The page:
Cook on medium high heat until thickened. Test to see if its ready by spooning some of the jam on a very cold spoon, if it thickens it’s ready because it was not a lot of jam it only took a little less than 30 minutes to cook. Pour into sterilized jar, let cool to room temperature and refrigerate. Note: The longer you cook the thicker your jam will be, I like mine on the loose side so for my taste about 30 minutes was perfect.

Sour cherry pie filling

Makes 8 ounces

1 pint sour cherries pitted

2/3 cup sugar

4 tsp corn starch

pinch of salt

pinch of cinnamon (optional)

place everything in a medium non reactive pot and cook on medium high heat until thickened. Pour into clean or sterilized jar and refrigerate after it’s cooled to room temperature.

To make the hand pies use your favorite recipe for pie dough or pre made dough works great as well, using a biscuit or something round cut out circles, you will need 2 for each pie. Spoon a little filling in the middle, brush some egg was on the edge of the circle place the other round on top, seal, cut a vent in the top, brush with egg wash and sprinkle with sugar and bake in 375 degree oven for about 20-25 minutes.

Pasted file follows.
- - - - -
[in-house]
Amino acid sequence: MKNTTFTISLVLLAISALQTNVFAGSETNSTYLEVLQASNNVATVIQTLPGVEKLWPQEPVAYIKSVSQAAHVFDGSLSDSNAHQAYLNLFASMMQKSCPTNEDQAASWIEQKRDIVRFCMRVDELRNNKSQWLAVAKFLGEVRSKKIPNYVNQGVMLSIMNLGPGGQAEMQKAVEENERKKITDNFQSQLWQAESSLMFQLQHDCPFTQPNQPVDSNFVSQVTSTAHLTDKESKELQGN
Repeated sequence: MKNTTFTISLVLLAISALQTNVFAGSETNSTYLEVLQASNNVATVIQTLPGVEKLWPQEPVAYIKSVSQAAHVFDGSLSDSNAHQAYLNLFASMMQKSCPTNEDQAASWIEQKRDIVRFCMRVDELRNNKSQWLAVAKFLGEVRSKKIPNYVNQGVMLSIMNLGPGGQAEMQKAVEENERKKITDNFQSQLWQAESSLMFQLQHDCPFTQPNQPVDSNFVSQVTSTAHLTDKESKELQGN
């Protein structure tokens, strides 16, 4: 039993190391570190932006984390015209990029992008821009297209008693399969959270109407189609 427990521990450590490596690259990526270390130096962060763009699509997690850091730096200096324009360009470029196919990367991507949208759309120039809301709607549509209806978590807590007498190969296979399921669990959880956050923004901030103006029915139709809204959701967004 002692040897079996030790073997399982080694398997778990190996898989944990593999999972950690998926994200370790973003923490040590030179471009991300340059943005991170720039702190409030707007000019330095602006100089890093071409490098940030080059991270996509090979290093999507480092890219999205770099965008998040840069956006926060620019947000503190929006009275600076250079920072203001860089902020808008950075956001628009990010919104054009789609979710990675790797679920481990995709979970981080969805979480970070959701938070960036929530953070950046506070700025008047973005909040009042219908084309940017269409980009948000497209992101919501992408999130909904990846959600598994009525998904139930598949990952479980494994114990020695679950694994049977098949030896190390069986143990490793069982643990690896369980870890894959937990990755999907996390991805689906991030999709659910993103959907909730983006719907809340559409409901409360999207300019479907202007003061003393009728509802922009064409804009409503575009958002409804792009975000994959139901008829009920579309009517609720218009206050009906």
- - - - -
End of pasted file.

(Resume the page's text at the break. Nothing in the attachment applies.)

Thistledown – Midsummer Bedlam 5

I am tickled pink to share this with all of you. Another amazing episode of Thistledown and Teagan thank you for featuring my jam and letting my faerie alter ego be a part of this beautiful fantasy!!

Teagan's Books

Thistledown Girl

Hello everyone, and welcome back to the fae world of Thistledown.  I have a special guest today.  Many of you will know her because we’ve done several collaborative posts in the past.  If not, then allow me to present Suzanne DeBrango of A Pug in the Kitchen

Suzanne is a multi-talented woman — chef (and great photographer of her foods) and blogger.  And if you’re ever in need of property in New York, this “Brooklyn pug gal” is also an award winning real estate agent. 

She was inspired by the fae magic Pick (the cousin of the character she named) when he coaxed cherries off the trees and they rolled to him, rather than being picked.  Then, lucky for us, she found beautiful sour cherries at her farmers’ market.  Here’s Suzanne to tell us about the recipe she’s sharing here today.

I was thrilled to find sour cherries…

View original post 2,608 more words